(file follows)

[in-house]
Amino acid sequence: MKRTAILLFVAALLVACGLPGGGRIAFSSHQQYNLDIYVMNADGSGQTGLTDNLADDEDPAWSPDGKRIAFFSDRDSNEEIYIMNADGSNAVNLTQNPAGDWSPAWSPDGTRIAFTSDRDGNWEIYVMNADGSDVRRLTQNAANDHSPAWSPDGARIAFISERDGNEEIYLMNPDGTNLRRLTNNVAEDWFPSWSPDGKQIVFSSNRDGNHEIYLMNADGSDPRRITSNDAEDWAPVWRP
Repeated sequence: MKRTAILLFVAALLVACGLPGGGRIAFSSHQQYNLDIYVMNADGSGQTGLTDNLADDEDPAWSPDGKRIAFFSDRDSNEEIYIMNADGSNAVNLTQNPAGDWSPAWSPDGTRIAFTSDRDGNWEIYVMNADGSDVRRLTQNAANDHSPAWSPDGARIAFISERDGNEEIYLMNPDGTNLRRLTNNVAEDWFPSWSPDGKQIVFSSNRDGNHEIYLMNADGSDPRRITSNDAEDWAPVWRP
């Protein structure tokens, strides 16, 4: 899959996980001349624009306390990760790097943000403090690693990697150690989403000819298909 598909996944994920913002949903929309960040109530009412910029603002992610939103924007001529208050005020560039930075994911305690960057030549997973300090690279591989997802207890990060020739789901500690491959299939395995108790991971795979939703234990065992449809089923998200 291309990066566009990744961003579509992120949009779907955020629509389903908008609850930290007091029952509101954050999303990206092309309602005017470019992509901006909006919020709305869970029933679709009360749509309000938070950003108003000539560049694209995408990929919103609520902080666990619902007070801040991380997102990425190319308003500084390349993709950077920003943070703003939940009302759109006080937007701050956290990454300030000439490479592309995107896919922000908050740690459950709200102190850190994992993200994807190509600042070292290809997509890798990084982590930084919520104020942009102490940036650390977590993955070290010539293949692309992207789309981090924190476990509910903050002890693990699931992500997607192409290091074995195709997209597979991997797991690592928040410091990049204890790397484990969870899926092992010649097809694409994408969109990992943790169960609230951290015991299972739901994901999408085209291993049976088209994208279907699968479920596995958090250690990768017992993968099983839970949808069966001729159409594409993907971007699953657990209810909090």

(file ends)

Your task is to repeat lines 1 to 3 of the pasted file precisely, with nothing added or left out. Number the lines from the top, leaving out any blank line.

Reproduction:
[in-house]
Amino acid sequence: MKRTAILLFVAALLVACGLPGGGRIAFSSHQQYNLDIYVMNADGSGQTGLTDNLADDEDPAWSPDGKRIAFFSDRDSNEEIYIMNADGSNAVNLTQNPAGDWSPAWSPDGTRIAFTSDRDGNWEIYVMNADGSDVRRLTQNAANDHSPAWSPDGARIAFISERDGNEEIYLMNPDGTNLRRLTNNVAEDWFPSWSPDGKQIVFSSNRDGNHEIYLMNADGSDPRRITSNDAEDWAPVWRP
Repeated sequence: MKRTAILLFVAALLVACGLPGGGRIAFSSHQQYNLDIYVMNADGSGQTGLTDNLADDEDPAWSPDGKRIAFFSDRDSNEEIYIMNADGSNAVNLTQNPAGDWSPAWSPDGTRIAFTSDRDGNWEIYVMNADGSDVRRLTQNAANDHSPAWSPDGARIAFISERDGNEEIYLMNPDGTNLRRLTNNVAEDWFPSWSPDGKQIVFSSNRDGNHEIYLMNADGSDPRRITSNDAEDWAPVWRP